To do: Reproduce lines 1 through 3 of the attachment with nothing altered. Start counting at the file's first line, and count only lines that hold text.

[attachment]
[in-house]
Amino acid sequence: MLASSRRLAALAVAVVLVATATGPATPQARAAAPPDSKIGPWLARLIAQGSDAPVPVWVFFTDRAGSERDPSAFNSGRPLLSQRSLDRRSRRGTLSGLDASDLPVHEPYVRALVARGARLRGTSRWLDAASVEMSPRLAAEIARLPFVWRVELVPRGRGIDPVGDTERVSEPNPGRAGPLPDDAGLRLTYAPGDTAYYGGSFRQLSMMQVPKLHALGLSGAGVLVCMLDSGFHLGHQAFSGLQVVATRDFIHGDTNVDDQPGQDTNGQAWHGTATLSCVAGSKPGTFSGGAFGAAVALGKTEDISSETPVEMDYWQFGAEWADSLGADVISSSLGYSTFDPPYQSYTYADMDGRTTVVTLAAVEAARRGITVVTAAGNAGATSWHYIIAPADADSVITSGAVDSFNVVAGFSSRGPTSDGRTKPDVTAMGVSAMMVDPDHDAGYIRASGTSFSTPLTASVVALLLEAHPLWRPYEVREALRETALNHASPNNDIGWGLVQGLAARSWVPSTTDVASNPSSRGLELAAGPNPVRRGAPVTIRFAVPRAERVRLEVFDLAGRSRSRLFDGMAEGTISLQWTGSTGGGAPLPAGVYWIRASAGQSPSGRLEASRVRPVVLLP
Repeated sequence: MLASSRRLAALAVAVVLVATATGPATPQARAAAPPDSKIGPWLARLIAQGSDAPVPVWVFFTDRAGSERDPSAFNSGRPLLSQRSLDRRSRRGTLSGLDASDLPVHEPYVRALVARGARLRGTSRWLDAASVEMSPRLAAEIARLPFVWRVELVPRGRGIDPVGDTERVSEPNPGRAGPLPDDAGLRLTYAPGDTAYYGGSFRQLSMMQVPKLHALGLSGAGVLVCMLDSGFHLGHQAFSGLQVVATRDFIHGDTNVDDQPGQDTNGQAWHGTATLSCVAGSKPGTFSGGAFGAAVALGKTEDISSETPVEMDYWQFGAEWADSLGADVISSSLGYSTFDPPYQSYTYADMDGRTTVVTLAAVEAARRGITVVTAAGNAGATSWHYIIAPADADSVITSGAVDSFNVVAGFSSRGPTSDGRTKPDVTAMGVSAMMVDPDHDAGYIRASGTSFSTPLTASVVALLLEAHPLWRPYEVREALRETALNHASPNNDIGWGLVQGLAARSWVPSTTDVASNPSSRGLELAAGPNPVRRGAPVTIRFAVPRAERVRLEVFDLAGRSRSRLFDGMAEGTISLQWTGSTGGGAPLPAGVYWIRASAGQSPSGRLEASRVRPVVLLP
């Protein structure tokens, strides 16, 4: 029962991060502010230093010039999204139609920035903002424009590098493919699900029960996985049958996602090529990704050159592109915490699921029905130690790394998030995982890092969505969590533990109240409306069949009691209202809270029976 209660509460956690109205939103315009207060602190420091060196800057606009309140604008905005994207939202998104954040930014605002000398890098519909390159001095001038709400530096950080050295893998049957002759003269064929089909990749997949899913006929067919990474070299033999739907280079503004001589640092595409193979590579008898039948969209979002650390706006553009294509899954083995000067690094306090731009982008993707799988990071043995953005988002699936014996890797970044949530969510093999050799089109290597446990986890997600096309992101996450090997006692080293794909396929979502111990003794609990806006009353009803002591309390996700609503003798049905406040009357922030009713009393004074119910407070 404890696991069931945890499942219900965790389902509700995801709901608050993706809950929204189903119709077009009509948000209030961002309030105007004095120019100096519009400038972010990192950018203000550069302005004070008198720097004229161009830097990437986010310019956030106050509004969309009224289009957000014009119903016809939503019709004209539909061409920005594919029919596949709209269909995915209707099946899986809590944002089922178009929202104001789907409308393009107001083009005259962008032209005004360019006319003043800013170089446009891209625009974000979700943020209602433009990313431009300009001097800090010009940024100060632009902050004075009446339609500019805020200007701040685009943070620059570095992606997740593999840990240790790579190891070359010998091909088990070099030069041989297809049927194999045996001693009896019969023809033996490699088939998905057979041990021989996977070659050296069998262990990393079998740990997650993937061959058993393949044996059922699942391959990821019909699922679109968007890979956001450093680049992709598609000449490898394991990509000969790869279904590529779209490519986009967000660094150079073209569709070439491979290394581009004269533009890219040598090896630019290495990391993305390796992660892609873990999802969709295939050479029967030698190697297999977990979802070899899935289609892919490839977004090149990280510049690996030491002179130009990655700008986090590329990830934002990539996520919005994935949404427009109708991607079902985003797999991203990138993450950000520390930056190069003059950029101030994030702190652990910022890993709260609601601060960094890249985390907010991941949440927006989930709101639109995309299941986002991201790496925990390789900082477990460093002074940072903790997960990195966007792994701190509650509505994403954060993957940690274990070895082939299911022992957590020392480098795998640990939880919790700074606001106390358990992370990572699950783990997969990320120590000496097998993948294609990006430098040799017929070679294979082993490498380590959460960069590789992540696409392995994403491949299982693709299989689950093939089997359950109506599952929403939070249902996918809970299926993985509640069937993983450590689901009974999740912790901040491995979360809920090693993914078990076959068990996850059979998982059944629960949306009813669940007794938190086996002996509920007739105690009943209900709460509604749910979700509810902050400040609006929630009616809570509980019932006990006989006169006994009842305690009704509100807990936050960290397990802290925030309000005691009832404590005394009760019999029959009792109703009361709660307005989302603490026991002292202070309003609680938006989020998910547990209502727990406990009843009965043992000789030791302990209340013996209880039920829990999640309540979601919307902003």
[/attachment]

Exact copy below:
[in-house]
Amino acid sequence: MLASSRRLAALAVAVVLVATATGPATPQARAAAPPDSKIGPWLARLIAQGSDAPVPVWVFFTDRAGSERDPSAFNSGRPLLSQRSLDRRSRRGTLSGLDASDLPVHEPYVRALVARGARLRGTSRWLDAASVEMSPRLAAEIARLPFVWRVELVPRGRGIDPVGDTERVSEPNPGRAGPLPDDAGLRLTYAPGDTAYYGGSFRQLSMMQVPKLHALGLSGAGVLVCMLDSGFHLGHQAFSGLQVVATRDFIHGDTNVDDQPGQDTNGQAWHGTATLSCVAGSKPGTFSGGAFGAAVALGKTEDISSETPVEMDYWQFGAEWADSLGADVISSSLGYSTFDPPYQSYTYADMDGRTTVVTLAAVEAARRGITVVTAAGNAGATSWHYIIAPADADSVITSGAVDSFNVVAGFSSRGPTSDGRTKPDVTAMGVSAMMVDPDHDAGYIRASGTSFSTPLTASVVALLLEAHPLWRPYEVREALRETALNHASPNNDIGWGLVQGLAARSWVPSTTDVASNPSSRGLELAAGPNPVRRGAPVTIRFAVPRAERVRLEVFDLAGRSRSRLFDGMAEGTISLQWTGSTGGGAPLPAGVYWIRASAGQSPSGRLEASRVRPVVLLP
Repeated sequence: MLASSRRLAALAVAVVLVATATGPATPQARAAAPPDSKIGPWLARLIAQGSDAPVPVWVFFTDRAGSERDPSAFNSGRPLLSQRSLDRRSRRGTLSGLDASDLPVHEPYVRALVARGARLRGTSRWLDAASVEMSPRLAAEIARLPFVWRVELVPRGRGIDPVGDTERVSEPNPGRAGPLPDDAGLRLTYAPGDTAYYGGSFRQLSMMQVPKLHALGLSGAGVLVCMLDSGFHLGHQAFSGLQVVATRDFIHGDTNVDDQPGQDTNGQAWHGTATLSCVAGSKPGTFSGGAFGAAVALGKTEDISSETPVEMDYWQFGAEWADSLGADVISSSLGYSTFDPPYQSYTYADMDGRTTVVTLAAVEAARRGITVVTAAGNAGATSWHYIIAPADADSVITSGAVDSFNVVAGFSSRGPTSDGRTKPDVTAMGVSAMMVDPDHDAGYIRASGTSFSTPLTASVVALLLEAHPLWRPYEVREALRETALNHASPNNDIGWGLVQGLAARSWVPSTTDVASNPSSRGLELAAGPNPVRRGAPVTIRFAVPRAERVRLEVFDLAGRSRSRLFDGMAEGTISLQWTGSTGGGAPLPAGVYWIRASAGQSPSGRLEASRVRPVVLLP